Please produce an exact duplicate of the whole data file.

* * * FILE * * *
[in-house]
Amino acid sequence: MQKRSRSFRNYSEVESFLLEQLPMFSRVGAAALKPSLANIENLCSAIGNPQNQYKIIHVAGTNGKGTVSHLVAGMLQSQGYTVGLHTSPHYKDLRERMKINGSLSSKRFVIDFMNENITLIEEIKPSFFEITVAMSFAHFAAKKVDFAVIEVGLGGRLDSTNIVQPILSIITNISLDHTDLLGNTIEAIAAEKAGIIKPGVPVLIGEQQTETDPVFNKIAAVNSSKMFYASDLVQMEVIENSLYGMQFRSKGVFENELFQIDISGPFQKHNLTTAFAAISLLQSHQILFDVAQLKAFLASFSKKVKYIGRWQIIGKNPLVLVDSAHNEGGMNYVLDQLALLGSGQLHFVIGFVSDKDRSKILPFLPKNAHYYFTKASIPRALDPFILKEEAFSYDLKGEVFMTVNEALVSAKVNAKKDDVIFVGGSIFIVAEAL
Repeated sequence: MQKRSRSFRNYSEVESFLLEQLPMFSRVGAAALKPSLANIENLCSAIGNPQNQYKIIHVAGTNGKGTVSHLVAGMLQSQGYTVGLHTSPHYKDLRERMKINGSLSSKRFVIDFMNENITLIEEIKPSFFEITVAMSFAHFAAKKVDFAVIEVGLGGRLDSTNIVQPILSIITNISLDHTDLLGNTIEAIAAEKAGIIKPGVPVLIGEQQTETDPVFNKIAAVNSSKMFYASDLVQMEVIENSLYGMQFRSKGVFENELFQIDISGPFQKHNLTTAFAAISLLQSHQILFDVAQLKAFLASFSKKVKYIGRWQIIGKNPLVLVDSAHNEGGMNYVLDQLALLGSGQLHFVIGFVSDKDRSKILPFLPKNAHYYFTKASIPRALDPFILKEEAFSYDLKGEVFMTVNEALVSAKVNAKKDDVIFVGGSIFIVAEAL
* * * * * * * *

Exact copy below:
[in-house]
Amino acid sequence: MQKRSRSFRNYSEVESFLLEQLPMFSRVGAAALKPSLANIENLCSAIGNPQNQYKIIHVAGTNGKGTVSHLVAGMLQSQGYTVGLHTSPHYKDLRERMKINGSLSSKRFVIDFMNENITLIEEIKPSFFEITVAMSFAHFAAKKVDFAVIEVGLGGRLDSTNIVQPILSIITNISLDHTDLLGNTIEAIAAEKAGIIKPGVPVLIGEQQTETDPVFNKIAAVNSSKMFYASDLVQMEVIENSLYGMQFRSKGVFENELFQIDISGPFQKHNLTTAFAAISLLQSHQILFDVAQLKAFLASFSKKVKYIGRWQIIGKNPLVLVDSAHNEGGMNYVLDQLALLGSGQLHFVIGFVSDKDRSKILPFLPKNAHYYFTKASIPRALDPFILKEEAFSYDLKGEVFMTVNEALVSAKVNAKKDDVIFVGGSIFIVAEAL
Repeated sequence: MQKRSRSFRNYSEVESFLLEQLPMFSRVGAAALKPSLANIENLCSAIGNPQNQYKIIHVAGTNGKGTVSHLVAGMLQSQGYTVGLHTSPHYKDLRERMKINGSLSSKRFVIDFMNENITLIEEIKPSFFEITVAMSFAHFAAKKVDFAVIEVGLGGRLDSTNIVQPILSIITNISLDHTDLLGNTIEAIAAEKAGIIKPGVPVLIGEQQTETDPVFNKIAAVNSSKMFYASDLVQMEVIENSLYGMQFRSKGVFENELFQIDISGPFQKHNLTTAFAAISLLQSHQILFDVAQLKAFLASFSKKVKYIGRWQIIGKNPLVLVDSAHNEGGMNYVLDQLALLGSGQLHFVIGFVSDKDRSKILPFLPKNAHYYFTKASIPRALDPFILKEEAFSYDLKGEVFMTVNEALVSAKVNAKKDDVIFVGGSIFIVAEAL